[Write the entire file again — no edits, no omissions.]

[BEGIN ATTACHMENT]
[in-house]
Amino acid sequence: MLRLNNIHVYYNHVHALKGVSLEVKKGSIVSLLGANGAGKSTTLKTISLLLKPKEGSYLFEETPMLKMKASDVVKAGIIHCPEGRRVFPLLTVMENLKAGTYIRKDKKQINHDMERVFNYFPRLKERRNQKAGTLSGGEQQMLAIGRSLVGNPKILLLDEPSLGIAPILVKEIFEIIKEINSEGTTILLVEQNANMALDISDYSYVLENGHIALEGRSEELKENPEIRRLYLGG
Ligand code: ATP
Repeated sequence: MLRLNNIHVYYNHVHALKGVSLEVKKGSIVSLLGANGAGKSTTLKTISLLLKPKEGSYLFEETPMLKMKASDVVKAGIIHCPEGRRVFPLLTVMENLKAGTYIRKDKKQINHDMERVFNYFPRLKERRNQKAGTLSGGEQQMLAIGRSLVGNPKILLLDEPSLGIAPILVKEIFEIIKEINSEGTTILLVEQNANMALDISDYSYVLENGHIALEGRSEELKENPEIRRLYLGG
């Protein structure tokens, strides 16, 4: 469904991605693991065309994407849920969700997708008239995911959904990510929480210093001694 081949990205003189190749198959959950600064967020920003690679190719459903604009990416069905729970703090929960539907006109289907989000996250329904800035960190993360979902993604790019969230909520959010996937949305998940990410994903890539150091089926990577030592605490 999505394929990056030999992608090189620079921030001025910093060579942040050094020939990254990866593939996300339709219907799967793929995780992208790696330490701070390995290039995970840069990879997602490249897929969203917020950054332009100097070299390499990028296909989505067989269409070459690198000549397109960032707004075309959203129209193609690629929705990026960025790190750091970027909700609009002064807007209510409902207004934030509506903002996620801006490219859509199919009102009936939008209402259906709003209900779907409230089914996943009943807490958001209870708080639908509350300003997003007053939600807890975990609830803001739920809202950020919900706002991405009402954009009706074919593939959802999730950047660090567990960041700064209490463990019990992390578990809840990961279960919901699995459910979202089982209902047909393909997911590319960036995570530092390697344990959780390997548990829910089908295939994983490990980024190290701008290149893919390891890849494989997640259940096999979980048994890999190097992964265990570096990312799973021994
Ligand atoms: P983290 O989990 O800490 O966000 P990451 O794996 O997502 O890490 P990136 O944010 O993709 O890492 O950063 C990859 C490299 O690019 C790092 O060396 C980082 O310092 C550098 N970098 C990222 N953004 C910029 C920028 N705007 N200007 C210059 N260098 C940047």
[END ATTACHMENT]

[in-house]
Amino acid sequence: MLRLNNIHVYYNHVHALKGVSLEVKKGSIVSLLGANGAGKSTTLKTISLLLKPKEGSYLFEETPMLKMKASDVVKAGIIHCPEGRRVFPLLTVMENLKAGTYIRKDKKQINHDMERVFNYFPRLKERRNQKAGTLSGGEQQMLAIGRSLVGNPKILLLDEPSLGIAPILVKEIFEIIKEINSEGTTILLVEQNANMALDISDYSYVLENGHIALEGRSEELKENPEIRRLYLGG
Ligand code: ATP
Repeated sequence: MLRLNNIHVYYNHVHALKGVSLEVKKGSIVSLLGANGAGKSTTLKTISLLLKPKEGSYLFEETPMLKMKASDVVKAGIIHCPEGRRVFPLLTVMENLKAGTYIRKDKKQINHDMERVFNYFPRLKERRNQKAGTLSGGEQQMLAIGRSLVGNPKILLLDEPSLGIAPILVKEIFEIIKEINSEGTTILLVEQNANMALDISDYSYVLENGHIALEGRSEELKENPEIRRLYLGG
């Protein structure tokens, strides 16, 4: 469904991605693991065309994407849920969700997708008239995911959904990510929480210093001694 081949990205003189190749198959959950600064967020920003690679190719459903604009990416069905729970703090929960539907006109289907989000996250329904800035960190993360979902993604790019969230909520959010996937949305998940990410994903890539150091089926990577030592605490 999505394929990056030999992608090189620079921030001025910093060579942040050094020939990254990866593939996300339709219907799967793929995780992208790696330490701070390995290039995970840069990879997602490249897929969203917020950054332009100097070299390499990028296909989505067989269409070459690198000549397109960032707004075309959203129209193609690629929705990026960025790190750091970027909700609009002064807007209510409902207004934030509506903002996620801006490219859509199919009102009936939008209402259906709003209900779907409230089914996943009943807490958001209870708080639908509350300003997003007053939600807890975990609830803001739920809202950020919900706002991405009402954009009706074919593939959802999730950047660090567990960041700064209490463990019990992390578990809840990961279960919901699995459910979202089982209902047909393909997911590319960036995570530092390697344990959780390997548990829910089908295939994983490990980024190290701008290149893919390891890849494989997640259940096999979980048994890999190097992964265990570096990312799973021994
Ligand atoms: P983290 O989990 O800490 O966000 P990451 O794996 O997502 O890490 P990136 O944010 O993709 O890492 O950063 C990859 C490299 O690019 C790092 O060396 C980082 O310092 C550098 N970098 C990222 N953004 C910029 C920028 N705007 N200007 C210059 N260098 C940047």